Sedona Hutton has written a well-constructed contemporary romance novel with interesting characters, complex subplots and a splash of metaphysical theory. This is a book that many will enjoy.
However, if you don’t like coffee, and I prepare you a well-made cup and then flavor it with French vanilla (which you love) you probably won’t like the beverage, no matter how well made it is or how much French vanilla I add. Right?
…. we’re not plants. We lack the gift of the plant kingdom, to obtain all we need from the sun and the soil. In return for having to devour other life to stay alive, we get mobility. With that comes the chance to rapidly alter our locations and to shape our environment.
We’ve got these terrific brains that get us in all sorts of trouble, but also allow us to improve our landscape and increase our resources. We can think our way into trouble, but we can also think our way out of it.
Or, this positive exuberance could be no more than the enthusiasm of a classroom full of misbehaved children who have just figured out that their substitute teacher is an idiot. Oh boy. Are we going to have fun today.
Or maybe it’s a combination of all three. What do you think?
Now that I’m taking a little break from writing while my new hero and her upcoming adventures develop in my head, I’m making an effort to reach out and reacquaint myself with that concept of interaction. I’m starting off by committing to review a book a month. That’s not a lot, but I hope it will be enough to keep that outward focus alive.
Opportunities to review books are endless, so it is hard to know where to start. I turned to Goddess Fish Promotions, the PR site that has done a fine job of handling the blog tour for my own book’s release. I picked the first book that intrigued me and signed up to do a review.
Is a shrinking world a good thing? We now feel the pain of distant events in new ways. The sorrow they cause is difficult, the increased desire to help is laudable. I was searching for a video of a song to convey that feeling, to stand in contrast to the various videos of “Far Away Places” that I posted on my other blogs.
I found this instead and realized that it was perfect. Maybe that’s because it’s about the way the world could be. Or maybe, it’s about the way it really is and we just tend to forget.
So, as a society, we must compromise. In the Unites States we err towards personal freedom; it has been a cornerstone of our culture. Recent fear mongering has pushed some of us into demanding that all new-comers “act like us,” which, if you think about it, is a very odd demand. Anyone who acts like themselves is behaving like an American, aren’t they, here in the land of individual freedom?
Some areas are less open to compromise than most, even in the U.S., particularly those that involve caring for our common safety. My right to dump my toxic waste, to create fire hazards, or to drive as fast as I like all collide with your right not to die an timely death. Yet, reasonable people can and still do disagree about where these lines should be drawn.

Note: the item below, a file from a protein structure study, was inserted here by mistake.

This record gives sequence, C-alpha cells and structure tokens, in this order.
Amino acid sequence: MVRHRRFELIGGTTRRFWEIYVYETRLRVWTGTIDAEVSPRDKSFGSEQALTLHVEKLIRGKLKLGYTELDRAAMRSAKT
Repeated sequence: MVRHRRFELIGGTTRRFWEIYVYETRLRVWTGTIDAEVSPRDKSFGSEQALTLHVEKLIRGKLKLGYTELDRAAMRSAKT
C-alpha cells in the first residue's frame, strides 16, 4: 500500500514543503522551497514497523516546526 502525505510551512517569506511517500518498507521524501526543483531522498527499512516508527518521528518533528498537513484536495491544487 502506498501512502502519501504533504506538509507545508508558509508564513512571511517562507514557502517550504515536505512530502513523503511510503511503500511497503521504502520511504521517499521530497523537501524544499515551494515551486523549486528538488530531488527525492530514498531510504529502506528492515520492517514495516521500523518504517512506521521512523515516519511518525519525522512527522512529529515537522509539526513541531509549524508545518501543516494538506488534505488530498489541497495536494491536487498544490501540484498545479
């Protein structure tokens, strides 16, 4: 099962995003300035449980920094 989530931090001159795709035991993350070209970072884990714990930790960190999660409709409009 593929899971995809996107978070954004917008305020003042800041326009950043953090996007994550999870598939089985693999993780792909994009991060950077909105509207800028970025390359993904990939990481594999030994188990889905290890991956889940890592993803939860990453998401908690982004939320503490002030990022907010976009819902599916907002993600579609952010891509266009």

I’m thinking about how wars start and how peace is made, how markets crash or don’t, how criminal activity succeeds or is uncovered, and how alliances are forged or broken. How many if-that-little-thing-hadn’t-happened components are there to any major world event? I’m thinking there are a lot of them, most of which we never know.
I like to find the ghosts when I travel, and learn what I can from them. They’ve always come to me, not as shivers in the nights, or flashes of fear or wails of terror. Rather they waft gently into my imagination, almost always in the daylight, often becoming characters standing in a queue in my brain, waiting to tell me their story.
The ghosts I see are often tired, sometimes sad, but seldom angry and never at me. Not once have they made me afraid. “Listen. This is how it happened,” they begin.
I grill fish over a real wood fire (no charcoal briquets) to eat with bread our hosts baked this morning and with wine made at the vineyard down the road. My husband, who prefers the local beer, makes a salad fashioned from what we bought from a produce stand. As we prepare our meal, the moon rises.
Ah, the moon. It shines down on the two of us and on every other person I cherish on this planet and on the other seven billion or so that I don’t know well, don’t particularly care for or have yet to meet.
… Only the book ended up being about Nigeria instead. You see, in 2010, when I started to write it, Americans on the whole considered Nigerians scarier than Arabs. I had just taken a job with a Nigerian oil company where I often worked late in a common room and couldn’t help but overhear the phone calls of my young, male Nigerian co-workers as they called home.
“I don’t believe in coincidence.” Hard-boiled detectives say it, new age psychics say it, and conspiracy fans whisper it while glancing behind them. My own philosophy tends towards the interconnections of things, so I echo the thought too. No where in my life is the strange interrelationship of information more apparent than when I do research for my books.
“You’ve got to watch this show. It’s just like your books!”
The first time this happened it was Heroes, which premiered in 2007, when the novel I had been toying with in my head for 20 years was starting to take shape. I’m the one who saw the loose connection with what I was trying to do as I watched this show about otherwise normal people with superpowers who were learning to cope with what they could do while learning to work together.
“Maybe I should give up now?“ I thought. “But no. The popularity of this show means people like this kind of stuff. Maybe it means I need to start writing.” So I did.